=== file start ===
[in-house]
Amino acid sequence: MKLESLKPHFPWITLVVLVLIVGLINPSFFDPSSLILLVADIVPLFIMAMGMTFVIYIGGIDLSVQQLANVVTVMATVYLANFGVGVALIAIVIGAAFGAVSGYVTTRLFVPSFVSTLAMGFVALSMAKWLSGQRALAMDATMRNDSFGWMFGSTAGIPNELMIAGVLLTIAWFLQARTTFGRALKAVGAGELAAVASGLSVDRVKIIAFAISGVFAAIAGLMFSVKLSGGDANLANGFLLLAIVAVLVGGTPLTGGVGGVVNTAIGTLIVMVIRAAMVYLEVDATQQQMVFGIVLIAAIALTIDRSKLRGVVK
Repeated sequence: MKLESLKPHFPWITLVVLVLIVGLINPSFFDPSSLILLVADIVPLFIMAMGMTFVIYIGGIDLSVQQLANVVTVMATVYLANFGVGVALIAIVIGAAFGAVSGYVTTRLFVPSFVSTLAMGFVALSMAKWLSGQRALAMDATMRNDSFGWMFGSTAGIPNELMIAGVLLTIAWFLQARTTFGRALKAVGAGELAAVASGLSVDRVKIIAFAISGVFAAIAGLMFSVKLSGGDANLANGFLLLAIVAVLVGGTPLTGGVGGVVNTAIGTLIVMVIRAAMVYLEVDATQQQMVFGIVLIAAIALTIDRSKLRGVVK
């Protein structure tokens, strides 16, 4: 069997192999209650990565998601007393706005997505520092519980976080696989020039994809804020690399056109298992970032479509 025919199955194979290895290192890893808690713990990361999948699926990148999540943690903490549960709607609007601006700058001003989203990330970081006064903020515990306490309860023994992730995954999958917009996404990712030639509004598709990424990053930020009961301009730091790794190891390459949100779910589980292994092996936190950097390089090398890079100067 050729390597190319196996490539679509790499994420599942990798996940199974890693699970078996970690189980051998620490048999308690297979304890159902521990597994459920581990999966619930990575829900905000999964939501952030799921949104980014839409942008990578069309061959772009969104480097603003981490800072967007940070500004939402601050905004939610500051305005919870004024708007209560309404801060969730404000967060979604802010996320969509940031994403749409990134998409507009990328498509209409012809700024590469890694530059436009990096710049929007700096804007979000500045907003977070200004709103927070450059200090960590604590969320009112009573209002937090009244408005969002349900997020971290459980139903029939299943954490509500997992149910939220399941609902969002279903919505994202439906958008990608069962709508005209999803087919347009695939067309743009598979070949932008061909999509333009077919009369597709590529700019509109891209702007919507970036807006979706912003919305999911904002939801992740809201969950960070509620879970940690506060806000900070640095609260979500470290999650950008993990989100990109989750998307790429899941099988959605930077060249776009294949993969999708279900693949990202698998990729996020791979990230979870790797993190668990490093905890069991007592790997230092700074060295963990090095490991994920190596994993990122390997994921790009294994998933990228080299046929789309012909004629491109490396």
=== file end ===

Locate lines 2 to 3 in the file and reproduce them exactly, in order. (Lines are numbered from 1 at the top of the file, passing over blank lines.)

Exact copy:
Amino acid sequence: MKLESLKPHFPWITLVVLVLIVGLINPSFFDPSSLILLVADIVPLFIMAMGMTFVIYIGGIDLSVQQLANVVTVMATVYLANFGVGVALIAIVIGAAFGAVSGYVTTRLFVPSFVSTLAMGFVALSMAKWLSGQRALAMDATMRNDSFGWMFGSTAGIPNELMIAGVLLTIAWFLQARTTFGRALKAVGAGELAAVASGLSVDRVKIIAFAISGVFAAIAGLMFSVKLSGGDANLANGFLLLAIVAVLVGGTPLTGGVGGVVNTAIGTLIVMVIRAAMVYLEVDATQQQMVFGIVLIAAIALTIDRSKLRGVVK
Repeated sequence: MKLESLKPHFPWITLVVLVLIVGLINPSFFDPSSLILLVADIVPLFIMAMGMTFVIYIGGIDLSVQQLANVVTVMATVYLANFGVGVALIAIVIGAAFGAVSGYVTTRLFVPSFVSTLAMGFVALSMAKWLSGQRALAMDATMRNDSFGWMFGSTAGIPNELMIAGVLLTIAWFLQARTTFGRALKAVGAGELAAVASGLSVDRVKIIAFAISGVFAAIAGLMFSVKLSGGDANLANGFLLLAIVAVLVGGTPLTGGVGGVVNTAIGTLIVMVIRAAMVYLEVDATQQQMVFGIVLIAAIALTIDRSKLRGVVK